And as you mentioned, it's not just rent. It's back rent and that's the biggest issue here. What it means is that people are either going to have to pay or they're going to be kicked out of their homes. According to the latest census data, about 7.4 million Americans are behind on rent. And that was as of July 5th.

So at the moment that number could be even higher. And it means that when someone owed $1,000, well, now it's 6,000, $7,000, $8,000 because of the back rent. And a lot of people just don't have that money at the moment. They do not have the cash.

Census data also showing that about 3.6 million people were very worried about a possible eviction. And these are people who are used to having this protection that is now coming to an end. And so they need to figure out their next steps. And that's the issue here.

We don't even know exactly how many people are going to be evicted in the next couple of days. And that's because a lot of the responsibility is now falling in the hands of the state, of a city, municipality, and many of them are extending it like it is the case here in California for the next couple of months. But in other states they're going to have to figure it out and people are terrified.


JUSTIN SKIRZYNSKI, FLORIDA TENANT, FEARING EVICTION: To figure out like where am I going to live in the next two months? And it's a shame because I know I'm not the only one that's struggling.


BERNAL: And many of these people have nowhere to go. They have lost their jobs because of the pandemic and now you add the delta variant. So, the big question is, where are these people going to go? Phil?

MATTINGLY: Yes. And Camila, you made a great point there. Not only can states and localities impose their own moratoriums that they want to. There's also tens of billions of federal dollars those states and localities could disburse if they could figure out a way to do it. Camila, it's the people that matter the most here. Thank you so much. It was a great report.

All right, coming up, the urgent plea from people who put off getting the coronavirus vaccine only to end up in the hospital with the virus.


AIMEE MATZEN, LOUISIANA COVID-19 PATIENT: The fact that I am here now, I am furious with myself.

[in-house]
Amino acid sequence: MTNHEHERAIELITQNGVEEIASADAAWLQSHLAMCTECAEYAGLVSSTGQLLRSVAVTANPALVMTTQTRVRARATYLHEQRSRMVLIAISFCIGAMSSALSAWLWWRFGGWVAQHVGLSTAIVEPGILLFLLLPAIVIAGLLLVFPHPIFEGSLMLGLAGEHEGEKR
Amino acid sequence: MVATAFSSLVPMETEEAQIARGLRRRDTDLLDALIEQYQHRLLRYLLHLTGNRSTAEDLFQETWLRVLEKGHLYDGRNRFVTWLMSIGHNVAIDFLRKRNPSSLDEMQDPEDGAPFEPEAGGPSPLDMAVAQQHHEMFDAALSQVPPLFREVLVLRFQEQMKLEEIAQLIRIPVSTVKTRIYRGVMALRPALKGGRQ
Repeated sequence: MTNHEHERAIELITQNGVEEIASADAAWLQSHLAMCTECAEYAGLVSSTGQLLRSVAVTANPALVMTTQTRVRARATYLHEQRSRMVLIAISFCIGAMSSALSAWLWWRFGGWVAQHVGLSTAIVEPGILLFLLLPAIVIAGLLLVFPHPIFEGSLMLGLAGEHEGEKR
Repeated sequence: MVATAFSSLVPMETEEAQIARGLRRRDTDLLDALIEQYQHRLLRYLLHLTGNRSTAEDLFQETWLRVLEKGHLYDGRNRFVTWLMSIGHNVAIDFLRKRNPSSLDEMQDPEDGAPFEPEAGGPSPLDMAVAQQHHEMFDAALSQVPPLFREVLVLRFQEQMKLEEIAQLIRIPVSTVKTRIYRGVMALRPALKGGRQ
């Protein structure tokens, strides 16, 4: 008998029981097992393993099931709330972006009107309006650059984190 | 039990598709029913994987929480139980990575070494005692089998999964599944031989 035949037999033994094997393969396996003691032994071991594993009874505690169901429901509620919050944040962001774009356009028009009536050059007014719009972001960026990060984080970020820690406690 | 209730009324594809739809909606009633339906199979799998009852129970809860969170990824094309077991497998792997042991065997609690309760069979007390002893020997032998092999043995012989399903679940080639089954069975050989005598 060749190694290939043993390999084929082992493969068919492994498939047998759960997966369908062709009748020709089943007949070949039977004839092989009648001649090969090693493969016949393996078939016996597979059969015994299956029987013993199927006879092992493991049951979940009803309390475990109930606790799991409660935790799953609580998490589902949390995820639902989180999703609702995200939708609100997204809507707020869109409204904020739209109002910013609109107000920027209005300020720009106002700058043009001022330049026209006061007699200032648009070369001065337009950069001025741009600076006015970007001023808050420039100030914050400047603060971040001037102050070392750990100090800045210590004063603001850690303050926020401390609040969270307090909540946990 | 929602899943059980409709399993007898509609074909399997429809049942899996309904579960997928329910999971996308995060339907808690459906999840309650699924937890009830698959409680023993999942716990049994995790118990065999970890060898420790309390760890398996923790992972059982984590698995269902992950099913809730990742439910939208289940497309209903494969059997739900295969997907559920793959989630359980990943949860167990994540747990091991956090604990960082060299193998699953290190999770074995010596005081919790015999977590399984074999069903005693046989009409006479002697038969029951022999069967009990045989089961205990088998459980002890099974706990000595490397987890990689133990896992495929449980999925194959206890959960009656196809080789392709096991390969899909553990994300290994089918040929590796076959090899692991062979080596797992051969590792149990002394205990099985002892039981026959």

MATZEN: Because I was not vaccinated.


MATTINGLY: Plus, the Louisiana hospital that saw vaccine appointments fill up after offering to pay people a hundred bucks for the shot.



MATTINGLY: There is nowhere safe. That's the warning tonight from a doctor at a Louisiana hospital currently admitting more coronavirus patients than during any point of the pandemic. Any point of the pandemic. And while many regret not getting the vaccine, others are still in denial they even have COVID. CNN's Miguel Marquez reports.


MARQUEZ, voice-over): Amy Matson struggles to breath.

(On camera): What does it feel like to have COVID?

MATZEN: Exhausting, extremely frustrating, tiring, and the fact that I am here now, I am furious with myself.

MARQUEZ (on camera): Why?

MATZEN: Because I was not vaccinated.

MARQUEZ (voice-over): Not anti-vaccine, she says she just didn't get around to it. The 44-year-old is now one of dozens of COVD-19 patients in Baton Rouge's Our Lady of the Lake Regional Medical Center. Her oxygen low, her doctors says she might need a ventilator.

MATZEN: I just don't want anyone else winding up like me especially the vaccine is so easy to get now.

MARQUEZ (voice-over): The delta variant now prevalent in the bayou state. Not only is it enormously infectious --

CATHERINE O'NEAL, CHIEF MEDICAL OFFICER, OUR LADY OF THE LAKES REGIONAL MEDICAL CENTER: The delta variant is far more contagious, right, but that viral load doesn't just mean that I'm going to spread it to more people. It also means that when I inhale somebody else's breath, I am getting a massive amount of virus.

MARQUEZ (voice-over): It is spreading everywhere, in cities and rural areas.